For patients with pain in their joints, the thought of exercise can be, well, painful.

Yet exercise is critical to relieving pain. That is because exercising painful joints helps replenish necessary lubrication to joint cartilage and can reduce stiffness, inflammation and pain. In addition, for those with pain in weight-bearing joints, such as the lower back, hips and knees, exercise can support weight loss and alleviate extra pressure on the joints.

But for those with joint pain, it is important to remember that not all exercise is the same. The goal is to improve the joint’s range of motion and strength without causing additional damage.

Recommended Exercises to Alleviate Joint Pain

Pain can strike any of the body’s joints, including the knees, hips, shoulders, elbows, back and ankles. Ideally, exercises should be targeted to the specific joint that is causing pain, however, there are a number of general low-impact exercises that can be beneficial. These include:

  •       Cycling: Cycling is one of the best workouts for sore knee joints because it moves the joint through a full range of motion. This produces more of the lubricating fluid that protects the joint while at the same time strengthening neighboring muscles and ligaments.
  •       Swimming: In terms of providing an overall workout with the lowest impact to sore joints, swimming can’t be beat. The water provides the necessary resistance to build strength while also providing buoyancy that softens the impact of movement. It also offers a great aerobic workout for the cardiovascular system.
  •       Stretching: Think of stretching as the body’s pre-heat stage. Just as you have to warm up the oven before baking, you need to warm up the major muscles before engaging in more active exercise. Whether stretching-and-holding or doing moving stretches, such as exaggerated kick steps, these light rhythmic motions increase blood flow, strengthen muscle fibers and increase muscle temperature.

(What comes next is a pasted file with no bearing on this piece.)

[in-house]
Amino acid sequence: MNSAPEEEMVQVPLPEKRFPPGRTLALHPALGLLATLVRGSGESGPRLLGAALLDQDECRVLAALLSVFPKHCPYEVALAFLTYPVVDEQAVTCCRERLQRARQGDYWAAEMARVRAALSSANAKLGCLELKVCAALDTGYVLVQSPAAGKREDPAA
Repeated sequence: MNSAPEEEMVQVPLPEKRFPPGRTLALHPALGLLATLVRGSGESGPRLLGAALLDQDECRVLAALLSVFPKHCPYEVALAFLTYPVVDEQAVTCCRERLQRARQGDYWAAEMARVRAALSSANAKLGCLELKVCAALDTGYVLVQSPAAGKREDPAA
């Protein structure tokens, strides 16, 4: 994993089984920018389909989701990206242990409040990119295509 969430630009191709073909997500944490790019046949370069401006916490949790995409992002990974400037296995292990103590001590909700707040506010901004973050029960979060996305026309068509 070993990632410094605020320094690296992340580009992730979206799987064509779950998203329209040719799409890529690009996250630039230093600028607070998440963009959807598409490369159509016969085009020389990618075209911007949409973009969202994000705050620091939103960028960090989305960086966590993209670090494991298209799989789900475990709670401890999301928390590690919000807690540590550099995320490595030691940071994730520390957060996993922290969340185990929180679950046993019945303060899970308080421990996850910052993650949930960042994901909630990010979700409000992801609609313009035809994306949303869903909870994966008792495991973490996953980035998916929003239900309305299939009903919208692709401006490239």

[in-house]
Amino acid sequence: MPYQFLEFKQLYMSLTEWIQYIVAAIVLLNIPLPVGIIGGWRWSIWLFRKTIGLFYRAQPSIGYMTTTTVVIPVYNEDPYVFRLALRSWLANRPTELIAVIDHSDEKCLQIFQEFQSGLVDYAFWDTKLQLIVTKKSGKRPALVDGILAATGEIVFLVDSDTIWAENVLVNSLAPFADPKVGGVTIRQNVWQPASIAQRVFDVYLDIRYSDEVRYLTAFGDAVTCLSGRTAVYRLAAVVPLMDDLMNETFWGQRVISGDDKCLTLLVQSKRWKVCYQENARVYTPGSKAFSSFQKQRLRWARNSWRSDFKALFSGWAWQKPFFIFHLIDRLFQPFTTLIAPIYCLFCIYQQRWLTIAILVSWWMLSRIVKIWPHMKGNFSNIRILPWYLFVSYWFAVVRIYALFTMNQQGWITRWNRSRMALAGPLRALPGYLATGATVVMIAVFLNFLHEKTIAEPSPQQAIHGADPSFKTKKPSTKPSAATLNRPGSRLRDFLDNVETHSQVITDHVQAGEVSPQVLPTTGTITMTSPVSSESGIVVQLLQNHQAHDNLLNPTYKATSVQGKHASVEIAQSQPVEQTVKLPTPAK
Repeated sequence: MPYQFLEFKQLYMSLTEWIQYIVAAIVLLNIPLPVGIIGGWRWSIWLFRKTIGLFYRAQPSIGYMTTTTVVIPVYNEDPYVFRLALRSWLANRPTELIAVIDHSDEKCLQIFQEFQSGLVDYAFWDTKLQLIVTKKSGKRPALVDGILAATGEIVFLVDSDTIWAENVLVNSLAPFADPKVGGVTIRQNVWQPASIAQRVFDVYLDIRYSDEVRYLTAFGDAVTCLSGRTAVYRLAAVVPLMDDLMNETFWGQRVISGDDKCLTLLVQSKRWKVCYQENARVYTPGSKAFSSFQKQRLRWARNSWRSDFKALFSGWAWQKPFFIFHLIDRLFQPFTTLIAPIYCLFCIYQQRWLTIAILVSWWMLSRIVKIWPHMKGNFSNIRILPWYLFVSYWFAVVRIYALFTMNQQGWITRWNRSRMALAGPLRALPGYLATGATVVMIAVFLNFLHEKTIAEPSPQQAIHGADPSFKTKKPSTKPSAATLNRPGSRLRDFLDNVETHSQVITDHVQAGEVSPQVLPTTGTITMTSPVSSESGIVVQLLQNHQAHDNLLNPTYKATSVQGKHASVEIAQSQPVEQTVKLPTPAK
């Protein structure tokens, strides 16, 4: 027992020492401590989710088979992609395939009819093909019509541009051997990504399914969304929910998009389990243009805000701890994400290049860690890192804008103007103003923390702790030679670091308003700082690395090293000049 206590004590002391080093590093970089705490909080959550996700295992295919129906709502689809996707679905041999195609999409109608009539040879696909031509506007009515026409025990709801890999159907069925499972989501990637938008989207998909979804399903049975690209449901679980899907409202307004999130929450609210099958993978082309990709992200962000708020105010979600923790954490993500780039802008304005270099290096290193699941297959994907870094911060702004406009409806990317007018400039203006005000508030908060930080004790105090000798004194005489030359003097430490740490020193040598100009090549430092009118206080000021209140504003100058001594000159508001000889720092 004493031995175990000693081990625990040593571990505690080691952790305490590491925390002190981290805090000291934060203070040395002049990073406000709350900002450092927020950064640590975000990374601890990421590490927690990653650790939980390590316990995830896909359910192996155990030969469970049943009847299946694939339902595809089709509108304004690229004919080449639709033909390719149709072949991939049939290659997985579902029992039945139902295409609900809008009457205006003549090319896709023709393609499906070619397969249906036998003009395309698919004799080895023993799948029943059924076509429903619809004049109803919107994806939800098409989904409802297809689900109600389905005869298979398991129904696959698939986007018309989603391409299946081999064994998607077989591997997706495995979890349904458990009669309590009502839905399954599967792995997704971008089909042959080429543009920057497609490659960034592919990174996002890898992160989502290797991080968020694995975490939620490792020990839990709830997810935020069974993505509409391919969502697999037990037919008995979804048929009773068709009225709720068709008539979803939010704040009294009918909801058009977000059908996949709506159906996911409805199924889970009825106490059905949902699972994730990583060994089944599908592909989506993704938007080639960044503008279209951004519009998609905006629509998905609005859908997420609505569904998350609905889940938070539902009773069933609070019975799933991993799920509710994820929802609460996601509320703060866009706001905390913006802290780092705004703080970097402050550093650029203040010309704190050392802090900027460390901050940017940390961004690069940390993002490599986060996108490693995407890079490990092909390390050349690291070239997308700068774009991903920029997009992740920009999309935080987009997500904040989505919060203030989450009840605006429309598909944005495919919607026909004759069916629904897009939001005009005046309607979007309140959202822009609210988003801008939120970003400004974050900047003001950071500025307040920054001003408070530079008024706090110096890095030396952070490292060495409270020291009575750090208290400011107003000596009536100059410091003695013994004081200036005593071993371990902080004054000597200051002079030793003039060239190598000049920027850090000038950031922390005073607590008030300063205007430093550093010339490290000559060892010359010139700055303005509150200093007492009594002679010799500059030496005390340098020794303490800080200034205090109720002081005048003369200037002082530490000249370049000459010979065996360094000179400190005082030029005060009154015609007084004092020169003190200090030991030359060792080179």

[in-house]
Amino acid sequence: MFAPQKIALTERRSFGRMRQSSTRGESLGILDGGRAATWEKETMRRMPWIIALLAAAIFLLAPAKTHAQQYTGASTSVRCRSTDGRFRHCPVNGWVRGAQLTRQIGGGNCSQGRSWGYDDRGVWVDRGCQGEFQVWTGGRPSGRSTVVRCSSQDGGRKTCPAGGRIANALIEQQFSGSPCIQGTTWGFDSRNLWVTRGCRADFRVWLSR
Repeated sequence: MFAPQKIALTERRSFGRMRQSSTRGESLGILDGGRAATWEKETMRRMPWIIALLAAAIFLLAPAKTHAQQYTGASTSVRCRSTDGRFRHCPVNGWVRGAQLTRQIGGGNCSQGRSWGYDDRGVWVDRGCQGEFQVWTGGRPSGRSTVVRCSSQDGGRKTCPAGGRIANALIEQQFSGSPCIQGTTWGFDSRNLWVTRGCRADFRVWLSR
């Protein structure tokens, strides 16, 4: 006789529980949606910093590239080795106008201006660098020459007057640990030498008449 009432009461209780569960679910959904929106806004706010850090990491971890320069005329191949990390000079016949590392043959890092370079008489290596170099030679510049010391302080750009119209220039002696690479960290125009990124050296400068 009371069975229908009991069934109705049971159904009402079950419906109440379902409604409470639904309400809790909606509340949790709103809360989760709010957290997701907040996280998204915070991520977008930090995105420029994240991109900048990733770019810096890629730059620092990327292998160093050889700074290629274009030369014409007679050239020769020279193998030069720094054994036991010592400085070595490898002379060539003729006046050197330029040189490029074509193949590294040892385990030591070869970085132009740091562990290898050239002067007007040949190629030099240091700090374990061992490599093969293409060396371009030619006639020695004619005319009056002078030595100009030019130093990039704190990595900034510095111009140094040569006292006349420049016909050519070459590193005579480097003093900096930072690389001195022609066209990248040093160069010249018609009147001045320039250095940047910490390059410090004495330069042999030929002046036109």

•       Tai Chi: Researchers at Tufts Medical Center in Boston have found that tai chi’s slow, graceful movements can improve balance, reduce stress and offer arthritis pain relief.
  •       Walking: One of the best ways to combat joint stiffness is to move the joints. For those with knee arthritis, walking is a great way to do this. Some people find that applying heat to the knees before walking can help alleviate some discomfort. The key is to start slowly and gradually pick up speed, if able. Even 10 minutes of walking several times a day can reap tremendous benefits.
  •       Yoga: According to the Arthritis Foundation, yoga has been proven to help people with arthritis improve joint pain and stiffness. It can help improve muscle strength, balance and flexibility, while also reducing stress and anxiety. 

What if Exercise Alone Isn’t Enough?

In some cases, exercise alone will not be enough to address joint pain and stiffness. Patients may need to call upon the expertise of an experienced pain specialist who can provide a proper diagnosis and recommend interventions that can help. Steroidal injections, nerve blocks and spinal spacers are just a few of the options that may be appropriate, depending on the source and degree of pain.

Even with interventions such as these, however, exercise is always an essential part of any treatment plan. The body is meant to move, and with a combination of the right therapies, patients can find they can do so with less pain—or no pain at all.

Dr. Ioannis Skaribas is fellowship-trained and double board certified in Pain Medicine and Anesthesiology. He has been performing minimally invasive treatments to address chronic pain for more than 25 years and is nationally recognized for his expertise in diagnosing and treating difficult cases of complex chronic pain. 


Arthritis.Org: Tai Chi for Arthritis

Arthritis.Org: Yoga Benefits for Arthritis